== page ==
You might be asking yourself, “Is insurance higher on red cars?” This myth is false. Insurance companies pay no attention to the color of your car when they set your rates. There are other characteristics the company will look at — such as make, model, and age — but the color is not one of them.

Another common myth is that red cars get the most tickets. The idea is that police officers are more likely to notice a red car disobeying traffic laws. However, this myth is also false. White cars receive the most tickets in the U.S.

Some people think red cars are more attractive to thieves since they stand out more, but the opposite is true. Since they stand out more, carjackers are less likely to take them. As for break-ins, green cars are statistically more likely to be the target of thieves.

So, the next time someone warns you that car insurance for red cars is higher or they get more tickets, you’ll be ready to set them straight.

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What factors do insurance companies look at to determine rates?

Every insurance company will have a unique formula for determining rates. All companies are different, but most usually include the following factors:

  • Location. Insurance companies carefully track claims numbers and assign rates to individual ZIP codes. Your rates can change by moving even a single ZIP code.
  • Car model. Some car models are more likely to be involved in accidents, while others cost more to repair.
  • Age. Young, inexperienced drivers are more likely to engage in reckless behavior and cause accidents. Older drivers also see higher rates on the other side of the spectrum.
  • Gender. Claims show that men are more likely to be involved in traffic incidents, engage in reckless or aggressive behavior, and drive under the influence (DUI) than women.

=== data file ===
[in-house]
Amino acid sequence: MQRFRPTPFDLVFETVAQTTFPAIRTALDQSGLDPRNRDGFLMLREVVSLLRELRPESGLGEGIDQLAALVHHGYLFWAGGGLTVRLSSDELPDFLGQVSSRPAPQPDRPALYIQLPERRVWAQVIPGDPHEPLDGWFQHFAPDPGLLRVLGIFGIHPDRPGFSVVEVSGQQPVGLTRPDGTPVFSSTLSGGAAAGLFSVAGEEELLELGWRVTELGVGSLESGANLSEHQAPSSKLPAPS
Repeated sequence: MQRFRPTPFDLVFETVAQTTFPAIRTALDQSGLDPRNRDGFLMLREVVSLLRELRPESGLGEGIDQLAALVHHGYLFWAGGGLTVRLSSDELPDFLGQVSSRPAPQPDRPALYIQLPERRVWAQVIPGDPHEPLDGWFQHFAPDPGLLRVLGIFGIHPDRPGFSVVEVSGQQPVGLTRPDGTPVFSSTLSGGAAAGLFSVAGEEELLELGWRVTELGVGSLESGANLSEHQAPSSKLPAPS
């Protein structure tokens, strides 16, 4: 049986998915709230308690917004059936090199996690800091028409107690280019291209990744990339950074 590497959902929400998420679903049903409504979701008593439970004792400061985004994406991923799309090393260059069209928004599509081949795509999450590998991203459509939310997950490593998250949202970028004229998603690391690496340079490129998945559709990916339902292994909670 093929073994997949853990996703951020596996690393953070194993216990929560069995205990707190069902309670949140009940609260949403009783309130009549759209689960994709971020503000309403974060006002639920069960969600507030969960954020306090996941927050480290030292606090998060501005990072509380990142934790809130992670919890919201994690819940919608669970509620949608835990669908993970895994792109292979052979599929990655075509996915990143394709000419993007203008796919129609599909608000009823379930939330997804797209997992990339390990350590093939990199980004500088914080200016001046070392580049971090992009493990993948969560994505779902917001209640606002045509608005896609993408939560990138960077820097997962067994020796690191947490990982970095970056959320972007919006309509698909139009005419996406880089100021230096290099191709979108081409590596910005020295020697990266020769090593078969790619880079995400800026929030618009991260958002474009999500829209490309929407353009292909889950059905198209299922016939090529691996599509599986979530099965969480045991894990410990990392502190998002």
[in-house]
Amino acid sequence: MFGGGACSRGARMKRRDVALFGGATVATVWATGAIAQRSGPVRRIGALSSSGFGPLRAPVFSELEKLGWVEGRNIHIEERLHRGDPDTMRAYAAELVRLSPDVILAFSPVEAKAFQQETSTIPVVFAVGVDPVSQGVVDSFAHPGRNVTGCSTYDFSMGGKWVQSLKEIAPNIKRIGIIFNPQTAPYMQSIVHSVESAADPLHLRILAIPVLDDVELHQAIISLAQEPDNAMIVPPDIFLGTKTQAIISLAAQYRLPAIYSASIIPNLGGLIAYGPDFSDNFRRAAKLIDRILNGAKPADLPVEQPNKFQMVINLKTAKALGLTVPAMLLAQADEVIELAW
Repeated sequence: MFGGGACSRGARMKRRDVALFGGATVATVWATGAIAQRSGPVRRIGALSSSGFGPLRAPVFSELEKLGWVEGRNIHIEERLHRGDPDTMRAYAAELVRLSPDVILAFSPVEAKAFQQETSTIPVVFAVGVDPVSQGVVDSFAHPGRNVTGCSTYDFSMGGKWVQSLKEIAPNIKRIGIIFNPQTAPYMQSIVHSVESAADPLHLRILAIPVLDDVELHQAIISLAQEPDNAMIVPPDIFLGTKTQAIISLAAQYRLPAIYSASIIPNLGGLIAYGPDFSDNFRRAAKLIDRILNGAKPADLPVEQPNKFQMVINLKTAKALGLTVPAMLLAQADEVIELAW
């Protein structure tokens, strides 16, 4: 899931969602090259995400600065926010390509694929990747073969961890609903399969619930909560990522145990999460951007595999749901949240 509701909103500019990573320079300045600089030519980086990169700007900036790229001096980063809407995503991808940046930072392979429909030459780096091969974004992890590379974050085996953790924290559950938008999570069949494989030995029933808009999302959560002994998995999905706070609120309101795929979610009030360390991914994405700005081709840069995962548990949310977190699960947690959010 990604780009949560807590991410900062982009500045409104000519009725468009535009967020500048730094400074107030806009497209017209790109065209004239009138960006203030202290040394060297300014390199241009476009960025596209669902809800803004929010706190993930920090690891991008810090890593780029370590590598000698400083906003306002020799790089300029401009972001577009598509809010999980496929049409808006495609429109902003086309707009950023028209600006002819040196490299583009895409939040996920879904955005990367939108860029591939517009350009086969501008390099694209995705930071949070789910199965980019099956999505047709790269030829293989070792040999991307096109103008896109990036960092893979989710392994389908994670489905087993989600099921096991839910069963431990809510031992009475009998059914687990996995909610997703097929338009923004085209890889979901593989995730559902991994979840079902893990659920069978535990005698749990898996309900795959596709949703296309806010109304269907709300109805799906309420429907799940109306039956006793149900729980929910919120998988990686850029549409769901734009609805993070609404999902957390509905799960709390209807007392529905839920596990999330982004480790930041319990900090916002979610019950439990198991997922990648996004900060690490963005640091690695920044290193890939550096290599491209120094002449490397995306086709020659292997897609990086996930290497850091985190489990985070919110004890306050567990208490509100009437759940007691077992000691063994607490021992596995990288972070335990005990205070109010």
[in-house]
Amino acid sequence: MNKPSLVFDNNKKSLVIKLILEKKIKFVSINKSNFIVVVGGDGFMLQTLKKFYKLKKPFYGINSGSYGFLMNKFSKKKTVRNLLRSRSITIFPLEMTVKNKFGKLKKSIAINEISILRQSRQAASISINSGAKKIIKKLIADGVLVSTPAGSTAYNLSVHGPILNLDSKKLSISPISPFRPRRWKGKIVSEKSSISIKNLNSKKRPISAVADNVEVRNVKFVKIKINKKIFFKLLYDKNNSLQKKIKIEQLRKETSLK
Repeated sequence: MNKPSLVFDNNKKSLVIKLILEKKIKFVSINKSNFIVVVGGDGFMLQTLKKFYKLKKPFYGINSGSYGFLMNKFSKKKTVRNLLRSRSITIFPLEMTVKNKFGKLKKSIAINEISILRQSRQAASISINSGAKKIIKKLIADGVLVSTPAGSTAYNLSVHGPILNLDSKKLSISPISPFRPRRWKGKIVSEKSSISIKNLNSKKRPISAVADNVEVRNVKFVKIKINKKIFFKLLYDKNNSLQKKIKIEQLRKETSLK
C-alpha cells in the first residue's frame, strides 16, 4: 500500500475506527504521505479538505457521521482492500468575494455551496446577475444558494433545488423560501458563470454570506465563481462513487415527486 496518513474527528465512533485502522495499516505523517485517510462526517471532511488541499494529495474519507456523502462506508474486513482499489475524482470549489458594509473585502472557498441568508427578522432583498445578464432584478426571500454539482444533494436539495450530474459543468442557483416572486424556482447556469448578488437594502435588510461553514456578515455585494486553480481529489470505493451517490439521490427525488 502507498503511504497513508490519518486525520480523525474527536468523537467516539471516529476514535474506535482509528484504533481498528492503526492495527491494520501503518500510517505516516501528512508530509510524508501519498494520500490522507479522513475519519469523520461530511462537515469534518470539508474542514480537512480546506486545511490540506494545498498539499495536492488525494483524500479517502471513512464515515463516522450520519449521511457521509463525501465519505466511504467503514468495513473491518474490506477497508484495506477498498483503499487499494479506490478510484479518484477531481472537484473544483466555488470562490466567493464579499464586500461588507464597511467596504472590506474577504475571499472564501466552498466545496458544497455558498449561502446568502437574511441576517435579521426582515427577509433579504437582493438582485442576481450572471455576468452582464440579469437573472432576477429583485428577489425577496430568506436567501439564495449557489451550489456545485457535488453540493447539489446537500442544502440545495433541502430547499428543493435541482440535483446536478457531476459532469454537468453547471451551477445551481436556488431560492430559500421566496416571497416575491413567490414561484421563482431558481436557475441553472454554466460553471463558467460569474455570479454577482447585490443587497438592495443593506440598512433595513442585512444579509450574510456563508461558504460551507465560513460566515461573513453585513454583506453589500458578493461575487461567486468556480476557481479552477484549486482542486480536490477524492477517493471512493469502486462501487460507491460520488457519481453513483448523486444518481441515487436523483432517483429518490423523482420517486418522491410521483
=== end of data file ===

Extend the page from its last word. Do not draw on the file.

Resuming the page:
• Driving history. Drivers with at-fault accidents, DUIs, or other traffic incidents in their records will pay more for their coverage and might have to get high-risk insurance.
  • Marital status. Experts aren’t sure why, but married people are less likely to file claims than their single counterparts.
  • Credit score. Insurance companies charge more for lower credit scores in states where it’s legal to factor them in.
  • Yearly mileage. The more you drive, the more likely you will be in an accident. You might find cheaper rates with a usage-based program if you don’t use your car often.

While these are the most common factors an insurance company will look at, there may be others. In addition, insurance companies treat factors differently, so rates for a teen driver might be much higher with one provider than at another. This is why it’s so important to compare rates.

What types of insurance can you buy?

While the above factors help determine your rates, the amount of insurance you need will also play a huge role.

The amount of insurance you need depends on your budget, the car you drive, and how much protection you want. The state minimum requirement might be right if you have an older, less valuable vehicle and want to save money on your insurance.